Life’s Abundance manufacturing & ingredients standards are stricter than AAFCOs, and their cans are not lined w/harmful ingredients- here is an excerpt from the Technical Data Sheet for Life’s Abundance Pet Food: “Our manufacturing facility, third generation, is a USDA certified APHIS (Animal Plant Health Inspection Service) plant. APHIS certification allows the sale of a finished product to the International market, including the European market, which has extremely high standards on ingredient sources. Under APHIS certification, the plant and ingredient facilities are routinely inspected.”

    “We do not use BADGE coatings in any of our canned foods.” Plus they provided the following in their response…”BADGE (BPA) COATINGS ARE USED IN 90% OF ALL CANS. This type of lining is considered an epoxy resin which have achieved wide acceptance in protective coatings, including coatings for food and beverage cans, because of their exceptional combination of properties such as toughness, adhesion, and chemical resistance. The most widely used epoxy resins are based on bisphenol A diglycidyl ether (BADGE). BADGE is a major component in all bisphenol A / epichlorohydrin based liquid epoxy resins. It’s entire chemical nomenclature is Bisphenol-A Diglycidyl ether or 2,2-bis(4-hydroxyphenyl) propane bis(2,3-epoxy-propyl) ether.
    OUR CAN LINING CONTAINS BFDGE. This is used in the aluminum 3oz and 5.5 oz cans. Even though some of the letters seem the same, the compound we use, is an entirely different compound from BADGE. BFDGE stands for Bisphenol-FDiGlycidyl ether or bis(hydroxyphenyl)methane bis(2,3-epoxypropyl)ethers.

    Lastly, although not listed as one of your criteria, this is one of mine: They do not conduct cruel animal “feeding tests”, as nearly all other pet food companies do.

    Please visit my website to watch an informative video about common yet disgusting & unsafe pet food manufacturing practices. Orders may be placed online or by calling a toll-free number (please mention rep # [redacted] if you order on the phone). I would be happy to provide further information or answer any other questions, just email me [redacted] using “Pet Food” as the subject.

    [website redacted]
    Thank you!

    Reply
    • I normally delete spam but wanted to reply that I did contact Dr. Bicks in 2007 regarding her use of Menu Foods to produce canned food (I think it was the canned cat food). She was not particularly pleasant and defended her use of Menu along w/all the other pet food companies which left me w/rather a bad impression of her company.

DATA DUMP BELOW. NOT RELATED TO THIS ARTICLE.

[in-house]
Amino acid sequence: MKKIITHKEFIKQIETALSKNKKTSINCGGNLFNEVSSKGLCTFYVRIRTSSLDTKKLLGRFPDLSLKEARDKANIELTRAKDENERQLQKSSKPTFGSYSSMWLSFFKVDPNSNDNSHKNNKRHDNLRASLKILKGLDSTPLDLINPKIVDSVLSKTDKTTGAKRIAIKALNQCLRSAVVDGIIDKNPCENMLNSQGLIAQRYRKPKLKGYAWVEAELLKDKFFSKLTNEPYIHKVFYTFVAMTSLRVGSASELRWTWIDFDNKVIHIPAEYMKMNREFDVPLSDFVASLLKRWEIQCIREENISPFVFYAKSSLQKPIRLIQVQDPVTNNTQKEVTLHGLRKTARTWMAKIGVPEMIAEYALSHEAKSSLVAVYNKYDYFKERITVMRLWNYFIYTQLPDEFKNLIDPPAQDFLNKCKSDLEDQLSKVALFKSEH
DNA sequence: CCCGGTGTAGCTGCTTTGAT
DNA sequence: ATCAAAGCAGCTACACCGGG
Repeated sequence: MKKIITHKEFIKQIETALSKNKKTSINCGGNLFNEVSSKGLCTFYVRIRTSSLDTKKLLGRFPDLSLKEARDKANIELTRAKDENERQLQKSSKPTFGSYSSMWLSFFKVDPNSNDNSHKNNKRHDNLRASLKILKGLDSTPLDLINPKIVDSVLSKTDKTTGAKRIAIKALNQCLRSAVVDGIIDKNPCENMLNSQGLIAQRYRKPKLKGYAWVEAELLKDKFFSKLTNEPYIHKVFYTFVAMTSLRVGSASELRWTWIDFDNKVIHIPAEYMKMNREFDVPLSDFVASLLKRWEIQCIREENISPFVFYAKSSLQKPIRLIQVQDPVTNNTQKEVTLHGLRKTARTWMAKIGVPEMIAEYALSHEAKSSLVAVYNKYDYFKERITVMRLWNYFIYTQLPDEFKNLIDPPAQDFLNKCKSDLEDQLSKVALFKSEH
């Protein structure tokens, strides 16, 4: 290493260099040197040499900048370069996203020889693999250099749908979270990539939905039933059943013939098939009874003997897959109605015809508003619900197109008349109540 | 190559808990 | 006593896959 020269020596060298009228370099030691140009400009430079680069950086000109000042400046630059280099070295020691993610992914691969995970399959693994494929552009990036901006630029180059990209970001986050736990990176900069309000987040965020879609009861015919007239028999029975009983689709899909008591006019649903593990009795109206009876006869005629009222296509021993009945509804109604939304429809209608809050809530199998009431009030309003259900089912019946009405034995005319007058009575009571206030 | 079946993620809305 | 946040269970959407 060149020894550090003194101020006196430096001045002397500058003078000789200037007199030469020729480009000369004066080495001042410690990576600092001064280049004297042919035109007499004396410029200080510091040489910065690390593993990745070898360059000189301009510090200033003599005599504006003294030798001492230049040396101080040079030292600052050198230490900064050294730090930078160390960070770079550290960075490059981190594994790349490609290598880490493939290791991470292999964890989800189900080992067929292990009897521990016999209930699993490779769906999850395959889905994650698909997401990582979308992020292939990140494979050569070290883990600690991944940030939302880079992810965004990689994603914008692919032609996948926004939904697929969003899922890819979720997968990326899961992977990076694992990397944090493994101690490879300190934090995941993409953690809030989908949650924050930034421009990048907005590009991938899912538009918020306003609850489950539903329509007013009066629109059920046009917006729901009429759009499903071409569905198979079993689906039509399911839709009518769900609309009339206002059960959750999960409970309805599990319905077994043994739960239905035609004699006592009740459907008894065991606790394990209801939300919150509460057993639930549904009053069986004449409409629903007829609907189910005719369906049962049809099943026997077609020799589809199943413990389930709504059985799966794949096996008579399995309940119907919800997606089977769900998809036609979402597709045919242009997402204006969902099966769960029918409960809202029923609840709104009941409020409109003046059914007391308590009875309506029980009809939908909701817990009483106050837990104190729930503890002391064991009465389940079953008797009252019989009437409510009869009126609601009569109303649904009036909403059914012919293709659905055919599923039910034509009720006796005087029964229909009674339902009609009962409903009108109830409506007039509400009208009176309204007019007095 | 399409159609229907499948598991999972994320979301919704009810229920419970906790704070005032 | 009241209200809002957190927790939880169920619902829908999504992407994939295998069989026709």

Also, if you’ll notice, I DESIRE feeding trials in pet food testing. I don’t want a chemical analysis, I want to know if pets ate the food and died.

      Reply
      • I was not spamming you, I thought this pet food met your criteria….. and I’m now concerned, as I was unaware that Menu has anything to do with this company- my own cats eat this food. I don’t even make money selling this food, it costs me more in web and advertising expenses than I’ll probably ever make. I care about animals more than anything else, and I’d really appreciate it if you’d explain the connection to Menu foods.

      • In 2007, Dr. Bicks was using Menu to produce some of her canned food (cat, I think). I asked her if she might consider changing due to the circumstances and she was rather snippy in replying that she would definitely NOT be changing from Menu. I have no idea if she has indeed stayed w/them these past few years. You should ask.

  2. P.S. Regarding the “profit comes first” mentality of other pet food companies, do note that the founding veterinarian has established a foundation to benefit abandoned/abused pets, and a portion of Life’s Abundance profits are set aside for this foundation.

    Reply
  3. I have noted how many internet puppymills sell Life’s Abundance on their websites.

    Frequently, buying this product using their dealer ID number is a condition of their “health guarantee.”

    Nice scam.

    You are known by the company you keep.

    Reply
  4. Dana

     /  July 1, 2010

    Again, knew nothing of this scam or the Menu foods. I’m totally against puppy mills and I have nothing to do with that- I just believed I found a pet food that I didn’t have to worry about and wanted to share it w/other caring pet guardians. I’ve yet to make any money…. thanks for the info, I do want to find out more about these disturbing issues.

    Reply